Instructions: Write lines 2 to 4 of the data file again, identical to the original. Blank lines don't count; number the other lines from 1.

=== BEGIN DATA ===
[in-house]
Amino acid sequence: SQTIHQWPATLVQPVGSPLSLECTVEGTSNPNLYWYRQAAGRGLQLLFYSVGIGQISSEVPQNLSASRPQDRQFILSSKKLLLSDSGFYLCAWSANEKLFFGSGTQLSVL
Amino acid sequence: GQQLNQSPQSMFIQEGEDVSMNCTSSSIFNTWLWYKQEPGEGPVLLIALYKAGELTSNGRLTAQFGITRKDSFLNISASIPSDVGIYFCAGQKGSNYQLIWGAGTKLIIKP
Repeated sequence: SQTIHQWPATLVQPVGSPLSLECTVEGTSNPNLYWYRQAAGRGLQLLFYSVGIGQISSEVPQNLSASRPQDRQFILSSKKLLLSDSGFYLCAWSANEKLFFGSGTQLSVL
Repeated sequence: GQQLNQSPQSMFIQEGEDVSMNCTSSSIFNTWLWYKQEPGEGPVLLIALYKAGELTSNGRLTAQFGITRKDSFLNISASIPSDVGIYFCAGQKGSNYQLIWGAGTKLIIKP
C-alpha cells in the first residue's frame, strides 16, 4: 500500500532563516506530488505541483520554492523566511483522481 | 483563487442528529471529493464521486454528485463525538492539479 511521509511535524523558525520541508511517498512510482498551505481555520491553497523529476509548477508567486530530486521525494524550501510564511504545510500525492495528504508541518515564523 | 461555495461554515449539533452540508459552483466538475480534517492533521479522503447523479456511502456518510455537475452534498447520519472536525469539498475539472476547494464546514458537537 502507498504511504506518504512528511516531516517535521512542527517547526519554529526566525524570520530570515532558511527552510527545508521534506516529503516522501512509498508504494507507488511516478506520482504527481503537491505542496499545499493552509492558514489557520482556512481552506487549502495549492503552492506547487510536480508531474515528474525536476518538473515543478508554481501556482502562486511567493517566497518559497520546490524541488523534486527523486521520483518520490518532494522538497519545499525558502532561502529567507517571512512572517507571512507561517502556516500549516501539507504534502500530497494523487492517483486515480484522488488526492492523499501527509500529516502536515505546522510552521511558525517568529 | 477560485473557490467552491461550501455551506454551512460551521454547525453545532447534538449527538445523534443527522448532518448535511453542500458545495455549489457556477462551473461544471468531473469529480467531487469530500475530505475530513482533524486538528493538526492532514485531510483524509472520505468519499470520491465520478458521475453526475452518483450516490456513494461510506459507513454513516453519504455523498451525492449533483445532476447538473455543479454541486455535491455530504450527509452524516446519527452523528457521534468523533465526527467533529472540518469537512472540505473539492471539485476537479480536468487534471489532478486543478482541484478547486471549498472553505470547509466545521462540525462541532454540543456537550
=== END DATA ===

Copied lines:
Amino acid sequence: SQTIHQWPATLVQPVGSPLSLECTVEGTSNPNLYWYRQAAGRGLQLLFYSVGIGQISSEVPQNLSASRPQDRQFILSSKKLLLSDSGFYLCAWSANEKLFFGSGTQLSVL
Amino acid sequence: GQQLNQSPQSMFIQEGEDVSMNCTSSSIFNTWLWYKQEPGEGPVLLIALYKAGELTSNGRLTAQFGITRKDSFLNISASIPSDVGIYFCAGQKGSNYQLIWGAGTKLIIKP
Repeated sequence: SQTIHQWPATLVQPVGSPLSLECTVEGTSNPNLYWYRQAAGRGLQLLFYSVGIGQISSEVPQNLSASRPQDRQFILSSKKLLLSDSGFYLCAWSANEKLFFGSGTQLSVL